Excitement in the Stratosphere

Meteors, Asteroids, and now the Bruce Weiner Microcar Museum Auction. This has been a weekend of sky high activity! Every Heinkel vehicle beat it’s estimate; four out of six by a wide margin.
Here’s the rundown:

Trojan 200:

$47,500 plus a 15% buyer’s premium

This was in the best shape of the Heinkels up for auction, and had it’s original toolkit. It might be the record holder for a Heinkel car sale. That in itself is unusual because Trojans are considered less valuable the Heinkels by some people.

Heinkel 154

$47,000 (plus 15%)

This car appeared in pretty nice shape too, and I’m pretty sure it’s an Argentine model since the glass is stamped with something Spanish and it has unusual features. Nothing about that in the catalog though. This sale dashes another Heinkel truism that 4 wheelers have higher values than 3 wheelers.

Tourist Scooter

$7,000 (plus 15%)

This scooter appeared to be in OK condition and mostly original. It had lots of accessories. For the price you could buy a restored Heinkel from the Heinkel Netherlands shop with a warranty and totally bling it out yourself.

Jurisch Multiplan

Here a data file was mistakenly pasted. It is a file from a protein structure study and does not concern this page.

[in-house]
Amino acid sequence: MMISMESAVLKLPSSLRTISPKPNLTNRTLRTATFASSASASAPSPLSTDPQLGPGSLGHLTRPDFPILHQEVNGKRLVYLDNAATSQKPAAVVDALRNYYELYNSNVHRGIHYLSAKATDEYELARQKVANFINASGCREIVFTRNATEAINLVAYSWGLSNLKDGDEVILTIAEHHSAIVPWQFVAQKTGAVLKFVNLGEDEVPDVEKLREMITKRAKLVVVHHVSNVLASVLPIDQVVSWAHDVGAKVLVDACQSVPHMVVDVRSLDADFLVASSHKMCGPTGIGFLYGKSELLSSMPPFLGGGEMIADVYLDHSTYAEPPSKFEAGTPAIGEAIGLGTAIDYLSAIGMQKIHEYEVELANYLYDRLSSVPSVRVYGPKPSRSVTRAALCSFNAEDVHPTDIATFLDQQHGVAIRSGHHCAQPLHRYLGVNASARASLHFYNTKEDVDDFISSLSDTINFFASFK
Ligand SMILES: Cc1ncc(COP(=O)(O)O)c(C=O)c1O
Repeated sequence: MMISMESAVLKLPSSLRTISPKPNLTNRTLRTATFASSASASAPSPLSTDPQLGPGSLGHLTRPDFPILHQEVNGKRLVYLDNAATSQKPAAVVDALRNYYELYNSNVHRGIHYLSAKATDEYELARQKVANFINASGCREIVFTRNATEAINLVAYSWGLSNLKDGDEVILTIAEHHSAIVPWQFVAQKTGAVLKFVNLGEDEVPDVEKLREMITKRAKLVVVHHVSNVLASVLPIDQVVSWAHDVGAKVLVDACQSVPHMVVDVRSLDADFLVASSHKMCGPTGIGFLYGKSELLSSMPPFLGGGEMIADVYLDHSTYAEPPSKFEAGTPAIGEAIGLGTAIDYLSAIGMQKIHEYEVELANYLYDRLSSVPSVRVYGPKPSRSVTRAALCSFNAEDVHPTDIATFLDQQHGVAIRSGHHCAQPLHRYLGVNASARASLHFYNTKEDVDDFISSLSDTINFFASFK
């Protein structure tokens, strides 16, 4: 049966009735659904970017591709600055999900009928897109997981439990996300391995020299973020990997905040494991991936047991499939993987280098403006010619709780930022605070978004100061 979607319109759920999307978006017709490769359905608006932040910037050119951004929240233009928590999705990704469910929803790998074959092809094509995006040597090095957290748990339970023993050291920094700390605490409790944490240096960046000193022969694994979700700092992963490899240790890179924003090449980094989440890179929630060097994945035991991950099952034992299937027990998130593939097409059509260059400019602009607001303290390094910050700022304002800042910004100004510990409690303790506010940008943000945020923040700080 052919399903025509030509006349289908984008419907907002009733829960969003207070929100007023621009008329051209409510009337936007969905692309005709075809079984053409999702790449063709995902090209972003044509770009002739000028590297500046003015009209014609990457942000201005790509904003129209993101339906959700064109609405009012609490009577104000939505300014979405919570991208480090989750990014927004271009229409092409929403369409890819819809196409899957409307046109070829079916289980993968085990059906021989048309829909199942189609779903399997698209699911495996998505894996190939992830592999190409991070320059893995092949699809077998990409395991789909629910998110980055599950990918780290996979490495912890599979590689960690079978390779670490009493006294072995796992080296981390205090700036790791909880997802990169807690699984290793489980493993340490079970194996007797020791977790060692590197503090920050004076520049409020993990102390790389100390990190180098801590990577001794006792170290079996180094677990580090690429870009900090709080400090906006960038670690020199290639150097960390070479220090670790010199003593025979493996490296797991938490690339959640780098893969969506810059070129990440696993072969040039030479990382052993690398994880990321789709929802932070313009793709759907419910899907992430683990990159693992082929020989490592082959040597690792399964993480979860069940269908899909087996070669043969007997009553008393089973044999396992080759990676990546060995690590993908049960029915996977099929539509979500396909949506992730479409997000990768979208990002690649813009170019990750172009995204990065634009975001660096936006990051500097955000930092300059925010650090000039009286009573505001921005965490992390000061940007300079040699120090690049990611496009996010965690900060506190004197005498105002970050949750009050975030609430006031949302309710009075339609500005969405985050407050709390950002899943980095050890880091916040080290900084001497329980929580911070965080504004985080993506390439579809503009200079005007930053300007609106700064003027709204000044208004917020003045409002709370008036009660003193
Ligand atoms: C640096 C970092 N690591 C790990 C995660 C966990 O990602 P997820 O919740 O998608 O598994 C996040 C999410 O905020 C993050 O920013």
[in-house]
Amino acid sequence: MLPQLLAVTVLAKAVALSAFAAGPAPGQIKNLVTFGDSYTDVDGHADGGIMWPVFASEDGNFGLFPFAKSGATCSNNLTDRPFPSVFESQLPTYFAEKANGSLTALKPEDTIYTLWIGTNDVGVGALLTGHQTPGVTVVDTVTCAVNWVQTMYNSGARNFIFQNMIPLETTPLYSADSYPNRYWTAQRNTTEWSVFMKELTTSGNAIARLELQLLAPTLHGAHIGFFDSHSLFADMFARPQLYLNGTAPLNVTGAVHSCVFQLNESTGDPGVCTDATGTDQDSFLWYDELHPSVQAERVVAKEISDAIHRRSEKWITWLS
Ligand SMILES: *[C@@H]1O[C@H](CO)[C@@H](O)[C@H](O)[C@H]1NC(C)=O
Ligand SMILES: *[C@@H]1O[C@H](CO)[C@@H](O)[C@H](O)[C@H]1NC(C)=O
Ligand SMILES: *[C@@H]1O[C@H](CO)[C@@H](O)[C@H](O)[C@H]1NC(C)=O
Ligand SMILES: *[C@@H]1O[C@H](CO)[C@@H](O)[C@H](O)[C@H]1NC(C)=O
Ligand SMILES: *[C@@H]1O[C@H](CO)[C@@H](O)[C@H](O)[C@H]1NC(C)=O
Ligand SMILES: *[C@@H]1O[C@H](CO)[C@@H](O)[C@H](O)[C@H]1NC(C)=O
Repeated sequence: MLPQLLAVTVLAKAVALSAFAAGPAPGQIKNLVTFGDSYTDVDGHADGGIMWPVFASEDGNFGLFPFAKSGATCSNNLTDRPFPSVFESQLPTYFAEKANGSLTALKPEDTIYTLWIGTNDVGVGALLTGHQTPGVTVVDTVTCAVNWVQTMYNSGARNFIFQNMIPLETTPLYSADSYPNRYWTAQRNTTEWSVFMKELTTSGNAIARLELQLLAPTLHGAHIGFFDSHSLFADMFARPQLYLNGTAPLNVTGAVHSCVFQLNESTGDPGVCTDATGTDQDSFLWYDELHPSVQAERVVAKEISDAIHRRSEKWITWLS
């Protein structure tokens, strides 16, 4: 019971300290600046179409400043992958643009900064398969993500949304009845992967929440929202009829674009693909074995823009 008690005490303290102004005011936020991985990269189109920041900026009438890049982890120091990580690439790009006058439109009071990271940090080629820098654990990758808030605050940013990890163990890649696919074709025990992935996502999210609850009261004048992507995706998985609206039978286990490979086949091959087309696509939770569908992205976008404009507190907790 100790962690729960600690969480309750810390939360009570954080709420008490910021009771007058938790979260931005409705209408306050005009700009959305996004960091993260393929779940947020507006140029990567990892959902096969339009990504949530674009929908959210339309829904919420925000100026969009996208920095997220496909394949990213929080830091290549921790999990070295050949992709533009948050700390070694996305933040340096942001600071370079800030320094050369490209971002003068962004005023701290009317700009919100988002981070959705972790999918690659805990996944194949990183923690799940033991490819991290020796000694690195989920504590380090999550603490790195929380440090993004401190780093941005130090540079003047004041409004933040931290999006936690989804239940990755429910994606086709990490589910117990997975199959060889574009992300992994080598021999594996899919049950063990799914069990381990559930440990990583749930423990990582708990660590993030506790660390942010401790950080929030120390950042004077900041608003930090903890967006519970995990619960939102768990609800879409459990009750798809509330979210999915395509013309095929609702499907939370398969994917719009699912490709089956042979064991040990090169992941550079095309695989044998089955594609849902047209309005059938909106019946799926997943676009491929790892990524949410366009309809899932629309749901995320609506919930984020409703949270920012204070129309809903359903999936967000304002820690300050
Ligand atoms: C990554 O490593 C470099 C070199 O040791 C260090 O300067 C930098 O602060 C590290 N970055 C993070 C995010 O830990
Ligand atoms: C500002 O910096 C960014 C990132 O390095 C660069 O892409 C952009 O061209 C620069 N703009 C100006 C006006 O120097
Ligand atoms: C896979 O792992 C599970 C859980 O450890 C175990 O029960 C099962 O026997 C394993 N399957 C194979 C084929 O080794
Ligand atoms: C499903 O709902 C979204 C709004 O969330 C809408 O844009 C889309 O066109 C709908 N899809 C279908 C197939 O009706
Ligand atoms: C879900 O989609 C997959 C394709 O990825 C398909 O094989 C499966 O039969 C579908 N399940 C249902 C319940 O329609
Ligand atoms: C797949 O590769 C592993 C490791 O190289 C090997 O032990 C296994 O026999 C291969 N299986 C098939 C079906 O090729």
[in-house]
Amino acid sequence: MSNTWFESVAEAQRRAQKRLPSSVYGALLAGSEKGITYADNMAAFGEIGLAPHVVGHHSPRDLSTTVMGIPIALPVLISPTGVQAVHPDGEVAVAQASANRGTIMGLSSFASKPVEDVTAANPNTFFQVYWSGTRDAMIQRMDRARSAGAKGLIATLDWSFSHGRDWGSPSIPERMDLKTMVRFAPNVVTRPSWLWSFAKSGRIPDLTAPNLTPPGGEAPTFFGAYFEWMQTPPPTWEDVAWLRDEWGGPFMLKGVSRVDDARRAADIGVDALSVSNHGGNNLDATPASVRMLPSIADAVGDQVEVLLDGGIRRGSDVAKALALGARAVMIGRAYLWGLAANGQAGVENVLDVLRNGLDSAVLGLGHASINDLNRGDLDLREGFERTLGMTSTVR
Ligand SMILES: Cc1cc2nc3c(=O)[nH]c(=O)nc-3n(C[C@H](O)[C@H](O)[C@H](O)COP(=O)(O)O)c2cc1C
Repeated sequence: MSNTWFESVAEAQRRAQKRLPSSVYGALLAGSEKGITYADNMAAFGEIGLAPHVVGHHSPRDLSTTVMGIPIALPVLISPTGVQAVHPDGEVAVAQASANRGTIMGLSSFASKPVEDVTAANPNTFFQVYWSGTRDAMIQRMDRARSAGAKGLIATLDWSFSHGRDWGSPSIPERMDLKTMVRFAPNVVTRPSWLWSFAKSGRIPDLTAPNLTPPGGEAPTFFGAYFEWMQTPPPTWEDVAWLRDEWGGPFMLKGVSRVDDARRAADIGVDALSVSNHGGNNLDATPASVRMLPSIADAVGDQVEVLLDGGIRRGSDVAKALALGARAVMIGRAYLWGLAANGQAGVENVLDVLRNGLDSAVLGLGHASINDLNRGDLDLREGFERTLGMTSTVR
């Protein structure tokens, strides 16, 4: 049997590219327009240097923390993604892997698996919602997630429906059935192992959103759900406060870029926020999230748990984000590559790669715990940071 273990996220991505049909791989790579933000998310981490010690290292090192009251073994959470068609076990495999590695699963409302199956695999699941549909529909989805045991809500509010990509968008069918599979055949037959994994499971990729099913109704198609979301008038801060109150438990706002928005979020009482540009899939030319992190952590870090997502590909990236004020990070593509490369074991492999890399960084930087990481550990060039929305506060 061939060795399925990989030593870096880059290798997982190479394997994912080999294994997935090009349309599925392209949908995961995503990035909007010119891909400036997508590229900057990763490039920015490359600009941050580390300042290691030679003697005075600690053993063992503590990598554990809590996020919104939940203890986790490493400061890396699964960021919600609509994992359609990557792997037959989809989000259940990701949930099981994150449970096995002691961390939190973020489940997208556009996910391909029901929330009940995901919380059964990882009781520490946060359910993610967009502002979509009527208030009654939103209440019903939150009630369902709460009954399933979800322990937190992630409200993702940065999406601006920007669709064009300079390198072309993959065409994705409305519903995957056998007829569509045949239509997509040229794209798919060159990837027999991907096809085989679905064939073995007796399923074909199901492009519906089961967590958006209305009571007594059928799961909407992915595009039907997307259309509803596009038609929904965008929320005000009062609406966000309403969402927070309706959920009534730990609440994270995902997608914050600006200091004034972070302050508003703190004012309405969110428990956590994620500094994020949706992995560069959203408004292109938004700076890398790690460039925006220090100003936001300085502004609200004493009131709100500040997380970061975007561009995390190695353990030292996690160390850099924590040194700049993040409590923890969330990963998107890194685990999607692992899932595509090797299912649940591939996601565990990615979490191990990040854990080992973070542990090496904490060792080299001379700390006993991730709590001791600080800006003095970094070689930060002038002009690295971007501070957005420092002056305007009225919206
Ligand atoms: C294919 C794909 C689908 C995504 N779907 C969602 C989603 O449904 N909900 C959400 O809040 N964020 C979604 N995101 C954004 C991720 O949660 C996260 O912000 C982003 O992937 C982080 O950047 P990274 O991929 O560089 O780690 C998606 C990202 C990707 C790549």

90,000 (plus 15%)

I suppose it’s not technically a Heinkel, but I love this car: Heinkel 103A0 mechanicals, Messerchmitt front end, and the body from a re-worked sidecar. You would be in a class of your own with this car since it’s the only one. I don’t understand how you value such a car, but $90k seems a lot.

Heinkel 150

$31,000 (plus 15%)

This car was not in the best condition, had a poor respray, and while probably driveable was not as nice as the other Heinkel cars there.

Heinkel 150

$18,000 (plus 15%)

This car spoke to me when I as at the Museum in November, and was the one I would have bid on if I thought it was attainable. It was advertised as a complete original, which wasn’t true since it had been repainted. But it had the highly sculpted “coal scuttle” rear cowl and American occupation zone license plates. It also had a rod change gear shift mechanism and front hubs with circular vents.  A nice car; some observant buyer bought a very similar vintage running version of this car on eBay two weeks ago for $18,300:

So is the sky falling on the Microcar hobby? Have new people moved in and wrecked the neighborhood? Who is anyone to say, but it sure has made a lot of people gain a new appreciation for these cars and their interesting niche in history.

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